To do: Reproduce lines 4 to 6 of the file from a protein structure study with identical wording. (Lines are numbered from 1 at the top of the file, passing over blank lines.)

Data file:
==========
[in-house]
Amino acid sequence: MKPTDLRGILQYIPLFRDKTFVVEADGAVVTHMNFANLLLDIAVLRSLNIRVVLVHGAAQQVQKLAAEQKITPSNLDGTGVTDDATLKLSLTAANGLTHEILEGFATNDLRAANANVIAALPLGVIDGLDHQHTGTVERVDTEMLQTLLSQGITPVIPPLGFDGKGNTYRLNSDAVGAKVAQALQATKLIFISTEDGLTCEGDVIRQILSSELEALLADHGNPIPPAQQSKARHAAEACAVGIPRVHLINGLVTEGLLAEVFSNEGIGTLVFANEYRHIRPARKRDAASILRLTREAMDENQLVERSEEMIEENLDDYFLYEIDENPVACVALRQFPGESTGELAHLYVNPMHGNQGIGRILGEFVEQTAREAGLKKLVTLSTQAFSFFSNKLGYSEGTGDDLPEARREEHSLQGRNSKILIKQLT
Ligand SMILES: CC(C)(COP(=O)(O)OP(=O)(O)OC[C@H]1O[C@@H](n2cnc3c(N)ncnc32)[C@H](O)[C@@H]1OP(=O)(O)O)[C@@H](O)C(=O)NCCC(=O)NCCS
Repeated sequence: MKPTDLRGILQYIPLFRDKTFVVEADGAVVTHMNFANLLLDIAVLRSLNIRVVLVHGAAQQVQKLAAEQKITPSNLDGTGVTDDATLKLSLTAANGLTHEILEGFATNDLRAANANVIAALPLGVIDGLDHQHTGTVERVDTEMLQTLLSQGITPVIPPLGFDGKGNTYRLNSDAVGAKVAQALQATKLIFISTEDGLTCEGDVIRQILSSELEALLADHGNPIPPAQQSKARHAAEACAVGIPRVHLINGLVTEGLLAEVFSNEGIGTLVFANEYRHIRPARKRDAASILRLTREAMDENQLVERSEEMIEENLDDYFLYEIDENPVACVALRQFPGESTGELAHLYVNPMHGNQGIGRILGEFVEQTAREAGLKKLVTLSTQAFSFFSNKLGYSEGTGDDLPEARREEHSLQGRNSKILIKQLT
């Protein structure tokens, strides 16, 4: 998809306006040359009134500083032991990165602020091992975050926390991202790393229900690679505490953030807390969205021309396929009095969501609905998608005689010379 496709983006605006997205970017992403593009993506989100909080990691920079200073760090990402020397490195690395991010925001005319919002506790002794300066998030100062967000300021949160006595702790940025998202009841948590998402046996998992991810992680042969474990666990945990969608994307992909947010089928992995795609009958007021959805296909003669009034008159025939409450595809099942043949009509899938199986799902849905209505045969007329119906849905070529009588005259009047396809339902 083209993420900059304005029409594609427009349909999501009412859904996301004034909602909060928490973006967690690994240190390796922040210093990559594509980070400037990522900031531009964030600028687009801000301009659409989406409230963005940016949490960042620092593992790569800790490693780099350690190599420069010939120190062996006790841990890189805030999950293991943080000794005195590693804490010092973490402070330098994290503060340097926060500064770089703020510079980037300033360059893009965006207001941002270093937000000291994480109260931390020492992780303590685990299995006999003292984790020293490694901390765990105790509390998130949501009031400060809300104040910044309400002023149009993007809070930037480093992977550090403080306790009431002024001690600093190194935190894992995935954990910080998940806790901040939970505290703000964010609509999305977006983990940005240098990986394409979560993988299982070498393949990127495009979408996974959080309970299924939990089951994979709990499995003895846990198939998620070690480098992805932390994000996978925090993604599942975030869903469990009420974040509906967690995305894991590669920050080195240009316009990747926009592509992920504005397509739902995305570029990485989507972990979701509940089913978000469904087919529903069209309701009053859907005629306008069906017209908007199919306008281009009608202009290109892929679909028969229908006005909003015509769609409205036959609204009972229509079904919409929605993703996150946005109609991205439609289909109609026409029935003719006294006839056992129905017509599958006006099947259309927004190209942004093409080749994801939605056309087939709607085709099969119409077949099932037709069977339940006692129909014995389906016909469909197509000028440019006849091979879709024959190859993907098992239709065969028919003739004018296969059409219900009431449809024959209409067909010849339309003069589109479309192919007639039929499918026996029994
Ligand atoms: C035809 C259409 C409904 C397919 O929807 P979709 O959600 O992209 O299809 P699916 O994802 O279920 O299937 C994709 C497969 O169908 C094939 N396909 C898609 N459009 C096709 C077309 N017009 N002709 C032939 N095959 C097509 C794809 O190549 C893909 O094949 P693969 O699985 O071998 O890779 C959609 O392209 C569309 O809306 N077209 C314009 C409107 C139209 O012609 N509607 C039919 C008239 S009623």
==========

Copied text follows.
Repeated sequence: MKPTDLRGILQYIPLFRDKTFVVEADGAVVTHMNFANLLLDIAVLRSLNIRVVLVHGAAQQVQKLAAEQKITPSNLDGTGVTDDATLKLSLTAANGLTHEILEGFATNDLRAANANVIAALPLGVIDGLDHQHTGTVERVDTEMLQTLLSQGITPVIPPLGFDGKGNTYRLNSDAVGAKVAQALQATKLIFISTEDGLTCEGDVIRQILSSELEALLADHGNPIPPAQQSKARHAAEACAVGIPRVHLINGLVTEGLLAEVFSNEGIGTLVFANEYRHIRPARKRDAASILRLTREAMDENQLVERSEEMIEENLDDYFLYEIDENPVACVALRQFPGESTGELAHLYVNPMHGNQGIGRILGEFVEQTAREAGLKKLVTLSTQAFSFFSNKLGYSEGTGDDLPEARREEHSLQGRNSKILIKQLT
């Protein structure tokens, strides 16, 4: 998809306006040359009134500083032991990165602020091992975050926390991202790393229900690679505490953030807390969205021309396929009095969501609905998608005689010379 496709983006605006997205970017992403593009993506989100909080990691920079200073760090990402020397490195690395991010925001005319919002506790002794300066998030100062967000300021949160006595702790940025998202009841948590998402046996998992991810992680042969474990666990945990969608994307992909947010089928992995795609009958007021959805296909003669009034008159025939409450595809099942043949009509899938199986799902849905209505045969007329119906849905070529009588005259009047396809339902 083209993420900059304005029409594609427009349909999501009412859904996301004034909602909060928490973006967690690994240190390796922040210093990559594509980070400037990522900031531009964030600028687009801000301009659409989406409230963005940016949490960042620092593992790569800790490693780099350690190599420069010939120190062996006790841990890189805030999950293991943080000794005195590693804490010092973490402070330098994290503060340097926060500064770089703020510079980037300033360059893009965006207001941002270093937000000291994480109260931390020492992780303590685990299995006999003292984790020293490694901390765990105790509390998130949501009031400060809300104040910044309400002023149009993007809070930037480093992977550090403080306790009431002024001690600093190194935190894992995935954990910080998940806790901040939970505290703000964010609509999305977006983990940005240098990986394409979560993988299982070498393949990127495009979408996974959080309970299924939990089951994979709990499995003895846990198939998620070690480098992805932390994000996978925090993604599942975030869903469990009420974040509906967690995305894991590669920050080195240009316009990747926009592509992920504005397509739902995305570029990485989507972990979701509940089913978000469904087919529903069209309701009053859907005629306008069906017209908007199919306008281009009608202009290109892929679909028969229908006005909003015509769609409205036959609204009972229509079904919409929605993703996150946005109609991205439609289909109609026409029935003719006294006839056992129905017509599958006006099947259309927004190209942004093409080749994801939605056309087939709607085709099969119409077949099932037709069977339940006692129909014995389906016909469909197509000028440019006849091979879709024959190859993907098992239709065969028919003739004018296969059409219900009431449809024959209409067909010849339309003069589109479309192919007639039929499918026996029994
Ligand atoms: C035809 C259409 C409904 C397919 O929807 P979709 O959600 O992209 O299809 P699916 O994802 O279920 O299937 C994709 C497969 O169908 C094939 N396909 C898609 N459009 C096709 C077309 N017009 N002709 C032939 N095959 C097509 C794809 O190549 C893909 O094949 P693969 O699985 O071998 O890779 C959609 O392209 C569309 O809306 N077209 C314009 C409107 C139209 O012609 N509607 C039919 C008239 S009623």